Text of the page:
Reaching for Excellence in Adolescent Care and Health, 1996-2000
Investigators: Basic Science and Clinical Science Groups, Adolescent Medicine HIV/AIDS Research Network
Publication Date: July 04, 2016
About This Product
The Reaching for Excellence in Adolescent Care and Health (REACH) Project was an observational study designed to better understand HIV disease progression and co-morbidity in adolescents, with the ultimate goal of improving the health care management of adolescents living with HIV. The study sample includes both HIV infected adolescents and high-risk HIV uninfected adolescents, between the ages of 12 through 18 years, who were recruited from clinics throughout the United States during the late 1990s. The study utilized five primary methods of data collection: 1) direct face-to-face interview, 2) Audio Computer-Assisted Self-Administered Interview (ACASI), 3) medical record abstraction, 4) physical examinations, and 5) laboratory examinations. REACH includes data on 578 adolescents who were observed for an average of one and a half years, providing unique opportunities to study extensive biomedical, behavioral and psychosocial outcomes. Examples of topics covered in this data set include:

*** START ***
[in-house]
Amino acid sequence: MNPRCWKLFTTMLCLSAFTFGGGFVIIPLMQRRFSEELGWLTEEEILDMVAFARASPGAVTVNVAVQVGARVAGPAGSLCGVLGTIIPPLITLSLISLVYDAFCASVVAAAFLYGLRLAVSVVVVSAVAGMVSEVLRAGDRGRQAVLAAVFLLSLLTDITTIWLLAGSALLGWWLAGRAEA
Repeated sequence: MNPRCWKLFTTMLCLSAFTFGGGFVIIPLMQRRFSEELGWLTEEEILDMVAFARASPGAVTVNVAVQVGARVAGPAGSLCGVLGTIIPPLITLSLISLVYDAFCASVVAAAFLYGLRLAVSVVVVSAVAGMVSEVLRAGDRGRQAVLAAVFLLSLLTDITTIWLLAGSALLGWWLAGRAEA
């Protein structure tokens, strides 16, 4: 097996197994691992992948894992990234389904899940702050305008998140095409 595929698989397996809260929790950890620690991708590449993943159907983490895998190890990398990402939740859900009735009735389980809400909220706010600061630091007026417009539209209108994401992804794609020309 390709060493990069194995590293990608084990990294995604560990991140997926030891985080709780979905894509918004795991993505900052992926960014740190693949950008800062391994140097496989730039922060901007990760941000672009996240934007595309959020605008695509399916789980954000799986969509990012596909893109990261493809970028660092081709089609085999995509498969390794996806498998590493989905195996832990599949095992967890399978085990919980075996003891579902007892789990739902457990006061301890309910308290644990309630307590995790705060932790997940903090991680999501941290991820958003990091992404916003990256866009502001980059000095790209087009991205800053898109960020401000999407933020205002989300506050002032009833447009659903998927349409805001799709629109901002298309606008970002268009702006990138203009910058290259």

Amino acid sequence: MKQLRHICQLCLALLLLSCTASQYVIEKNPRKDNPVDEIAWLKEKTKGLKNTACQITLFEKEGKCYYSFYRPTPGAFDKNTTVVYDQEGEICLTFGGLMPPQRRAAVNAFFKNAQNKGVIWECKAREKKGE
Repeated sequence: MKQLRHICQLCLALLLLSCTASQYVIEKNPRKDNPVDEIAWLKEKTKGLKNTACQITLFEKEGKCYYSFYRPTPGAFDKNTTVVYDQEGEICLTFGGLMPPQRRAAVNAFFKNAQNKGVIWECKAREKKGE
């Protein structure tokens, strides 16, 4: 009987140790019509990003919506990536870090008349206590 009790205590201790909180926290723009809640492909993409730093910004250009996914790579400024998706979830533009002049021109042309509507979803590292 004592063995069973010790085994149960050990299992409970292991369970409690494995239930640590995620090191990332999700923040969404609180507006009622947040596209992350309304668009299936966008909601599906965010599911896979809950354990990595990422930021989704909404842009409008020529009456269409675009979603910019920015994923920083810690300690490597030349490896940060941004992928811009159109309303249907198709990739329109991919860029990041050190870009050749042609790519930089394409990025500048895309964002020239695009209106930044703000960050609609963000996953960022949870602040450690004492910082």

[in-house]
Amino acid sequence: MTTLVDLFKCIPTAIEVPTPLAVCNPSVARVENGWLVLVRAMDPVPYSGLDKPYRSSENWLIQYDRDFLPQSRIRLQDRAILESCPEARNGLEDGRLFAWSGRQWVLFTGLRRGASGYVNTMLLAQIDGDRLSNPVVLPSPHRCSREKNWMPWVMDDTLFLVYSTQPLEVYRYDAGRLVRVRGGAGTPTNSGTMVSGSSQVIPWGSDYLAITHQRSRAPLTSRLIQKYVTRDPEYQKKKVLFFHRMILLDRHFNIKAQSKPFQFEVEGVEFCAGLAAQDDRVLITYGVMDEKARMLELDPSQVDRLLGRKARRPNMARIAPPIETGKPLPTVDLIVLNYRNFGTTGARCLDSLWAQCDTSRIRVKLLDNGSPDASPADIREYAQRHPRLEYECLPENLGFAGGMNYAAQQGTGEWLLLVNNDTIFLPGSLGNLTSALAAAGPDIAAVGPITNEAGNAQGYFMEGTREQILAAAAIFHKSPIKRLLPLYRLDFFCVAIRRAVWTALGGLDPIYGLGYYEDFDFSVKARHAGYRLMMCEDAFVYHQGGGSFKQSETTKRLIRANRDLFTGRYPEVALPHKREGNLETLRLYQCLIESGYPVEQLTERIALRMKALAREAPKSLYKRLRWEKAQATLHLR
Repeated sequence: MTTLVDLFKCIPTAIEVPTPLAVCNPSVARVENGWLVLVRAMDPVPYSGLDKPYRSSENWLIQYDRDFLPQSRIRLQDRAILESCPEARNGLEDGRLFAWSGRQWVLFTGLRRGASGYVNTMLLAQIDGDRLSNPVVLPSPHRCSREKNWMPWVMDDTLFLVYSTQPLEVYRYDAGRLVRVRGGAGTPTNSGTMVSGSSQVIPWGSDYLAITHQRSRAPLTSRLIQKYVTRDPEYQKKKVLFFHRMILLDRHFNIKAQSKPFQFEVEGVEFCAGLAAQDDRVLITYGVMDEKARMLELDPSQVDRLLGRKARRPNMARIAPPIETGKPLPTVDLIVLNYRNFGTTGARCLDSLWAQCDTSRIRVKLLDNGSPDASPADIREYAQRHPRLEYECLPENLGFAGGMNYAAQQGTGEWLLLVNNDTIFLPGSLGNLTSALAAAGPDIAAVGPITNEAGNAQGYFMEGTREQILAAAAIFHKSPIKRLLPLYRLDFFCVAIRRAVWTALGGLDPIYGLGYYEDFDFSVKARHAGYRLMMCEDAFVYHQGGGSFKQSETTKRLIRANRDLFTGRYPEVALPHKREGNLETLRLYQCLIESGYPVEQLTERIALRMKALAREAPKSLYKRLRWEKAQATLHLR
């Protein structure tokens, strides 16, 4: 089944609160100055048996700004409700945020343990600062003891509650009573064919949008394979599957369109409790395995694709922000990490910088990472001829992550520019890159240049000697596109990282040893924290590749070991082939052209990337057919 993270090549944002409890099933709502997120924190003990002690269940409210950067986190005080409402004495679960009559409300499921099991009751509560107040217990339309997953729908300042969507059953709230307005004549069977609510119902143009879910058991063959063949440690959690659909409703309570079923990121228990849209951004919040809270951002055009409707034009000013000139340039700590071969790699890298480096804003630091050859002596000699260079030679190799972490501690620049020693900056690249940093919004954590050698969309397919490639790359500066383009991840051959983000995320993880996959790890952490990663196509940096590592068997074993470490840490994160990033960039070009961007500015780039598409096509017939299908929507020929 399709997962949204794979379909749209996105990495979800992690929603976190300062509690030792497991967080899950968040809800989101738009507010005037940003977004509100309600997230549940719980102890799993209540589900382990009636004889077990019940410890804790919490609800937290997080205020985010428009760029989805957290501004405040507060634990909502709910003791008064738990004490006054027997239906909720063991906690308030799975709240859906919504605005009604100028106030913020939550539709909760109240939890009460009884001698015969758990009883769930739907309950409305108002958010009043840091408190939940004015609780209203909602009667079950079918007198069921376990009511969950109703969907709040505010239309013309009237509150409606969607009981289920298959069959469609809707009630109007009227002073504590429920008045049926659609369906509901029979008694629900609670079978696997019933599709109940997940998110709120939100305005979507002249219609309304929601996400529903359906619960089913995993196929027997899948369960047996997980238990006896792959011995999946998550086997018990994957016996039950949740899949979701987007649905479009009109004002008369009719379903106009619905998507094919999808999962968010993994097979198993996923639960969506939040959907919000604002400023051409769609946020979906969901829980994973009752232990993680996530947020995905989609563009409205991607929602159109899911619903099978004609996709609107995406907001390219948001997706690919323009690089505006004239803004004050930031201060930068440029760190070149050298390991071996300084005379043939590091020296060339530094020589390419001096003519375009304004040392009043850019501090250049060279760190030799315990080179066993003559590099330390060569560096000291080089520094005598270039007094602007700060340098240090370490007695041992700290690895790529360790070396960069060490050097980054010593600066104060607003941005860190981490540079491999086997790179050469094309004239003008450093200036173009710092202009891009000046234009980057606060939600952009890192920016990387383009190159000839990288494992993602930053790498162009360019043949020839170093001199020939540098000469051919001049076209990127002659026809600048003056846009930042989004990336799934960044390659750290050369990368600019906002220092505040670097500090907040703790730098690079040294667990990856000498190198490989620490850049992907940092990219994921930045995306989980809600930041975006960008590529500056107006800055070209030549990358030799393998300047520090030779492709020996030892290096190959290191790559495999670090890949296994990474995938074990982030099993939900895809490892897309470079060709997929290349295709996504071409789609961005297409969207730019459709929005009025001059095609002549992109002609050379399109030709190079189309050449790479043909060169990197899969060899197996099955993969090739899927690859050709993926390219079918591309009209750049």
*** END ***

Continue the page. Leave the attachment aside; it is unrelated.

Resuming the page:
REACH participant data are available as standard and sensitive data files. Standard data files primarily include information collected via subject data collection forms, in addition to the majority of the laboratory results. Sensitive data files include confidential subject information such as urine drug screen results, the Health Behavior Questionnaire, the ACASI, and derived variables for such data. Separate ID numbers for the standard and sensitive data files were assigned and data from these files cannot be linked without access to the linkage file decoding data or the acquisition of the merged sensitive dataset files from Sociometrics. Additionally, biologic specimens collected by the study are available for analysis.
Investigators who are interested in utilizing REACH sensitive data files and/or specimens are required to submit a research proposal and IRB correspondence to Sociometrics that approves the proposal with no concerns about identifiable information or conflicts with the data.